THE READING ROOM: Bassist Victor Wooten Offers Lessons for Repairing Our Relationship with Music
Bassist Victor L. Wooten, a founding member of Béla Fleck and the Flecktones, has a dire message in his allegorical tale The Spirit of Music: The Lesson Continues (Vintage). Since he wrote the book before the pandemic, his message sounds prophetic and his writing prescient.
Like any good prophet, Wooten sees what needs to be reformed in society and calls on readers to enact those reforms. To be fair, Wooten is not strident, but he does gently prod, and his vision illumines the darkness of our world and shines a light toward a new place.
Riffing off his earlier book, 2008’s The Music Lesson: A Spiritual Search for Growth Through Music, Wooten sets off on a journey to discover how he can save music and help others and himself feel connected to it once again. In that book, he recalls, “I told about a dream I’d had one night that contained a beautiful but disturbing conversation between Music and me. Her voice, like that of a wise and concerned mother, reverberated through my mind, telling me that she was sick and dying because she was losing touch with humans. According to her, we do not feel her as completely as we used to, and because of that, she currently has a more intimate relationship with computers than she does with people. That is a bit scary to me. In my book, I referred to it as a dream because I was afraid to tell the truth. But now, I am not afraid to tell you that it was not a dream at all.”
Now, in The Spirit of Music, Wooten tells that truth: “What we haven’t heard is that Mother Music is also dying. Yes! That is also important and true. You see, like Nature, who is aware of all her children, Music is a living consciousness who is aware of each musician. She chooses us in the same sense that we choose our instruments. In fact, we are her instruments. We might consider it an absurd thought if our instruments believed they were making music instead of us. It may be just as absurd for us to think that we are making music instead of Music herself. Understanding this truth not only makes our music better, it also enhances the musical experience. Without this understanding, Music and we (as a people) suffer.”
Dividing The Spirit of Music into 19 measures, Wooten describes his quest to recover the meaning of music and also offers reflections on the ways music shapes him and us and the ways that music is a part of us. Wooten sets off on a journey to discover how he can save music and help others and himself feel connected to it once again. He first drives from New York City to his parents’ house in Virginia, hopeful that they might be able to offer some advice and nurture his spirit. After a number of conversations, his mother sagely tells Wooten that real musicians don’t just play instruments, but they “listen to everything and listen to their hearts.” She suggests that Wooten start teaching music as a way of reconnecting with music.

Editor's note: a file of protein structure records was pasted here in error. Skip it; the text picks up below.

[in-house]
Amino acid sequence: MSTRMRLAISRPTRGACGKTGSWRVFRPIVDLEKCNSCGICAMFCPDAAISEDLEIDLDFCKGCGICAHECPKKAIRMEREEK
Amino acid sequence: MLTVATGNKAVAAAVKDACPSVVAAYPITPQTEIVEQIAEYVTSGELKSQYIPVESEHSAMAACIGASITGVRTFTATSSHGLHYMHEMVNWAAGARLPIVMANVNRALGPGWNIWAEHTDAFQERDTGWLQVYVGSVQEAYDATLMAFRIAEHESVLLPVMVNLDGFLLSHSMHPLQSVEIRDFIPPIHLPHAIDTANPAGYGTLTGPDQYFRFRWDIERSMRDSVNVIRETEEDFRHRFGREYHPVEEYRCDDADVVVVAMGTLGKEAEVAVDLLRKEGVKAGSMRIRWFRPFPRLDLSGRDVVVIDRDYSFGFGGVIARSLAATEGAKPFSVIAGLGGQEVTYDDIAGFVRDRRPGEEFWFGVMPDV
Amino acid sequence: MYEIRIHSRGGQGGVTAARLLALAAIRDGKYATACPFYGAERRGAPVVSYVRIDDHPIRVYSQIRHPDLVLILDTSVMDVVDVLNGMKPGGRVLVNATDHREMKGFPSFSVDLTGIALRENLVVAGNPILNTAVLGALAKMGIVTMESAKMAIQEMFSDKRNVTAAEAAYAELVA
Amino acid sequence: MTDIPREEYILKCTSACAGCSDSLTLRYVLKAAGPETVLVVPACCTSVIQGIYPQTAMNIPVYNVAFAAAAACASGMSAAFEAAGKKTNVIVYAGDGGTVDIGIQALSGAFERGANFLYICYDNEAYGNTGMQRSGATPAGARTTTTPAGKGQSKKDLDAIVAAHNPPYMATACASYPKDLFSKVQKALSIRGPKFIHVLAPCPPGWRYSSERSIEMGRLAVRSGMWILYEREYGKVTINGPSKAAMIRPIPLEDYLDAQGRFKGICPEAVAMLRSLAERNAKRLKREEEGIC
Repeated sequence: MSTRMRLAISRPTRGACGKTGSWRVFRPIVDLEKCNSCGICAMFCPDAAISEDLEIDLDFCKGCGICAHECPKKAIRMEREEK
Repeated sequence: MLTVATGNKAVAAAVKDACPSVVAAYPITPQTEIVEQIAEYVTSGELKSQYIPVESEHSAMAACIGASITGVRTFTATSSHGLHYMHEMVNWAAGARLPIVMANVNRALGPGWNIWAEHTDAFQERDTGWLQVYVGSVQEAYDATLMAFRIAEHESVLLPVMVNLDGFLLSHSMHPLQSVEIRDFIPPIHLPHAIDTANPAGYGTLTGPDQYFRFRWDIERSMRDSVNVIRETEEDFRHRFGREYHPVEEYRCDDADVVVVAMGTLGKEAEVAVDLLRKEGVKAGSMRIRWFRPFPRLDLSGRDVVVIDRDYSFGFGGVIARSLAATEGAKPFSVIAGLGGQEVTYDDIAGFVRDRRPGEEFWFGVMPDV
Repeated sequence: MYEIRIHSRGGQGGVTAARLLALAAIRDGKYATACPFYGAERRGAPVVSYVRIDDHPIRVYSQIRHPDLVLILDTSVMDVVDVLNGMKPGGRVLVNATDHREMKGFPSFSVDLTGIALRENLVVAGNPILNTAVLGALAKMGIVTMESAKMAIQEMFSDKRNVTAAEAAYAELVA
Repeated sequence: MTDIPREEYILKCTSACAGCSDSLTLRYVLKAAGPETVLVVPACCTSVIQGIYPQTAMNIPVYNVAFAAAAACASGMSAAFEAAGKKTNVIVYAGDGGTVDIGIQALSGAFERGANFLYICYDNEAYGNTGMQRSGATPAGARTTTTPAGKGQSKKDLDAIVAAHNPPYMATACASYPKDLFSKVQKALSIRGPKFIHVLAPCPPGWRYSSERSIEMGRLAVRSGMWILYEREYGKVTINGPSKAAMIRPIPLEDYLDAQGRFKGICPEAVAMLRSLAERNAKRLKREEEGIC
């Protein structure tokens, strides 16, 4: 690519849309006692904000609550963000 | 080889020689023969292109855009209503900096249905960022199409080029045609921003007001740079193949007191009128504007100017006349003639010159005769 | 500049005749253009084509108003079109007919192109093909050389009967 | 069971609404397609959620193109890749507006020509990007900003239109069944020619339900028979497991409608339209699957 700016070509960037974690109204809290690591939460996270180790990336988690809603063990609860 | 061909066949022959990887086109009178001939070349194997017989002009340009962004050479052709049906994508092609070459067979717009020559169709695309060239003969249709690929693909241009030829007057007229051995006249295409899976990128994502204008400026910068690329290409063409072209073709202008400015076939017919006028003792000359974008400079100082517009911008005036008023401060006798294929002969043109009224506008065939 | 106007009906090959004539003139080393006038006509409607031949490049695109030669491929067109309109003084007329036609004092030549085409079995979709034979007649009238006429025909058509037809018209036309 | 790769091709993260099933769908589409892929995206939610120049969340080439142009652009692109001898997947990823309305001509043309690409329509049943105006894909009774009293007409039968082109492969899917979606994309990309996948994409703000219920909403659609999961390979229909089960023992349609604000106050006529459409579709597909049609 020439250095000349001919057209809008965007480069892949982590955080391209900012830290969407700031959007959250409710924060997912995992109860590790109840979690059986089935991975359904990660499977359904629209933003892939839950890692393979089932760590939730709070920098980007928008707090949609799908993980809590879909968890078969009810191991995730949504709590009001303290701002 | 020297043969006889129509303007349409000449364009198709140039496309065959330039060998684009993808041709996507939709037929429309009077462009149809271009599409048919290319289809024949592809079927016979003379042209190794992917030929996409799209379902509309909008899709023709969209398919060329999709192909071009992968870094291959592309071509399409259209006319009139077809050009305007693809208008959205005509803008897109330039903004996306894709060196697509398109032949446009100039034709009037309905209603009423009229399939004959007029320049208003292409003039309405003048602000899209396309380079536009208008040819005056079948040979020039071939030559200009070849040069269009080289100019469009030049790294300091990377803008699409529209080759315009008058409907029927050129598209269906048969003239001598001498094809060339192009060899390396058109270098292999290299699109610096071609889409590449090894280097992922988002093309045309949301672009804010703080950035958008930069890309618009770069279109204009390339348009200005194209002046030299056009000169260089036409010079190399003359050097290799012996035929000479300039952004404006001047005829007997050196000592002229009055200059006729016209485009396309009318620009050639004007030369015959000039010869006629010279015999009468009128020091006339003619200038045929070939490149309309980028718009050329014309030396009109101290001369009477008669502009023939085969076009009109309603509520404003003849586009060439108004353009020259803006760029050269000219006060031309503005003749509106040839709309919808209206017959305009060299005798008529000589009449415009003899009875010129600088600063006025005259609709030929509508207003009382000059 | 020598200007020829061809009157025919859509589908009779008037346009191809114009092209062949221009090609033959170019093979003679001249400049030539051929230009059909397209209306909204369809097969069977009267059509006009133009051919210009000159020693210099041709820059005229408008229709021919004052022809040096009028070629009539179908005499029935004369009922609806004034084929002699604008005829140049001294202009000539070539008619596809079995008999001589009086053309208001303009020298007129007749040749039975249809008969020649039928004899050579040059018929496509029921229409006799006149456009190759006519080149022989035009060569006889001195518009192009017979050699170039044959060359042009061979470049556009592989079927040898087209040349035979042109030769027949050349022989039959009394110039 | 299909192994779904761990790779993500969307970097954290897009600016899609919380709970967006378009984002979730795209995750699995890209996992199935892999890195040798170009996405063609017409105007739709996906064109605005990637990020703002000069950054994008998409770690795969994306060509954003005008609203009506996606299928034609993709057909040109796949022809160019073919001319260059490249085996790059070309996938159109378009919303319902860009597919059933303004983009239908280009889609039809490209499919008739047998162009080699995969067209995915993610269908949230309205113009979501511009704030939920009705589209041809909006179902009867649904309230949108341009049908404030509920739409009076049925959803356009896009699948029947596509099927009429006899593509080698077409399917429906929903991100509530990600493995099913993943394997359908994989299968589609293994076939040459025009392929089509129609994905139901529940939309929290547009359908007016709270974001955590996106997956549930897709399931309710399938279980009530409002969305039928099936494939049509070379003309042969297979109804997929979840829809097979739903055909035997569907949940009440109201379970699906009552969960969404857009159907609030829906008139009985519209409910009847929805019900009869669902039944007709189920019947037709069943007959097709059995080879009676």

In a dream-like narrative, “Victor” one day stumbles upon a young man named Jonathan who’s trying to learn to play bass, and Victor becomes Jonathan’s teacher until Jonathan disappears almost as mysteriously as he’s appeared. Victor sets off on a wild journey not only to find Jonathan but to save Music from the Phasers, a group of individuals wearing headphones whose goal is to change the way we listen to and experience music. Along the way, Victor meets up with four other musicians whose vision of music is “who we are, and playing Music is an attitude, an awareness, an experience. We live in that place continuously. It is time for you to understand that.” Throughout the story Wooten sprinkles little musical proverbs such as, “Pair with your audience. Pair with Music. Do it before you start a task. In other words: the best way to prepare is to pre-pair,” and “Put yo’ signature on the current time. Dat’s what we call a time signature.”
As with any other epic journey, the quest and the lessons we learn from it light our paths more than the homecoming at the end. Along the way, Wooten shares a number of reflections that can aid readers seeking to heal music. He acknowledges that “music is everywhere; you do not have to create it; you just have to feel her and become one with her. Then anything you touch will become your instrument.” In the end, he offers this encouragement: “With your eyes closed or open, I urge you to walk the path. Like a musician playing a song, your part does not increase or diminish who you truly are, but it does allow you to demonstrate who you are. Play every part with your whole being. In this way you will give others the awareness and the courage to do the same.”
The Spirit of Music, Wooten’s nimbly imaginative foray into the power of music, declares that playing every part with one’s entire being creates awareness in others and gives the courage to play music from the heart.